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Diophantine N-tuples

Can you explain why a sequence of operations always gives you perfect squares?

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DOTS Division

Take any pair of two digit numbers x=ab and y=cd where, without loss of generality, ab > cd . Form two 4 digit numbers r=abcd and s=cdab and calculate: {r^2 - s^2} /{x^2 - y^2}.

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The nth term of a sequence is given by the formula n^3 + 11n . Find the first four terms of the sequence given by this formula and the first term of the sequence which is bigger than one million. Prove that all terms of the sequence are divisible by 6.

2-digit Square

Age 14 to 16 Challenge Level:

Why do this problem?

This problem provides reinforcement of the concept of place value and experience of reading the words in a question and forming an algebraic expression using the information given. It also provides practice in algebra involving the difference of two squares, factorising and solving linear simultaneous equations.

Possible approach

If you think the class will not remember having learnt the difference of two squares the class could first work on and discuss Plus Minus. However this problem leads naturally into the difference of two squares without the learner having to recognise it at first so it could provide a useful reminder in itself. The learners could first work individually to give them 'thinking time', then work in pairs to support each other and to give an opportunity for mathematical talk, and finally there could be a class discussion.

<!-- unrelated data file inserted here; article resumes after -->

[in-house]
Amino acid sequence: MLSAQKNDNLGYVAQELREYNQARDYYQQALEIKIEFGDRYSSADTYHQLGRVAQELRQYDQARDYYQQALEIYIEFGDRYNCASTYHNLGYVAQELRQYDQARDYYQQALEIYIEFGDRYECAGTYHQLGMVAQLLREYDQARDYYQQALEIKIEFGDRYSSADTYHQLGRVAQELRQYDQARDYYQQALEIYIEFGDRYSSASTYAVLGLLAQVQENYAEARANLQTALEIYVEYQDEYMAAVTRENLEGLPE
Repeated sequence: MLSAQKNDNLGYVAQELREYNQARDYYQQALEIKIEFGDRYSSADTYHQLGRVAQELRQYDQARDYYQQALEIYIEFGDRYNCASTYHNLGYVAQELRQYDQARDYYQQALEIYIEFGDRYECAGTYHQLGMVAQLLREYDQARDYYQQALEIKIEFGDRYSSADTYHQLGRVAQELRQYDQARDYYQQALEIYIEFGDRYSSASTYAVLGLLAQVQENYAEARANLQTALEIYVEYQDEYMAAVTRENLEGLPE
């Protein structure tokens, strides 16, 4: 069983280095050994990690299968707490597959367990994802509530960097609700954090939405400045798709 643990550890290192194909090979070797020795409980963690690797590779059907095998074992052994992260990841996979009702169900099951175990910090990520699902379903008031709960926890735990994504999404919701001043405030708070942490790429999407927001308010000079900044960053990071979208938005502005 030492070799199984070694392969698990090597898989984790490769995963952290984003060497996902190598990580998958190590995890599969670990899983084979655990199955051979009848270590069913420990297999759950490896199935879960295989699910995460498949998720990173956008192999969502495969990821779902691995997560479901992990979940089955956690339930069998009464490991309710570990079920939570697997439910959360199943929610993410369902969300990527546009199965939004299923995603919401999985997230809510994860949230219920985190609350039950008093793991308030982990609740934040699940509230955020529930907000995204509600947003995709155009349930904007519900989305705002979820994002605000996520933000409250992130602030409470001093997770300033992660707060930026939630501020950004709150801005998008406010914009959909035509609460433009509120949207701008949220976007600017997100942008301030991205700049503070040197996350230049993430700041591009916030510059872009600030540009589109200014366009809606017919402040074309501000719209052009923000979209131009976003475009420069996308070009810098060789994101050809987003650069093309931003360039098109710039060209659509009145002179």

Key questions

Give an example of a 2-digit number . [e.g. 27]

What place value does each digit hold/stand for? [2 tens, 7 units]

Fill in the blank: 27 = 2 times____+ 7

If the digits are reversed what will the new number be? [72]

If a 2 digit number has tens digit a and units digit b then the number is ___times a + ___?

If you know a number is a square what can you say about its factors?

Possible extension
What's Possible? is another non-standard problem involving the difference of two squares.

Possible support
The problem Plus Minus is a little easier.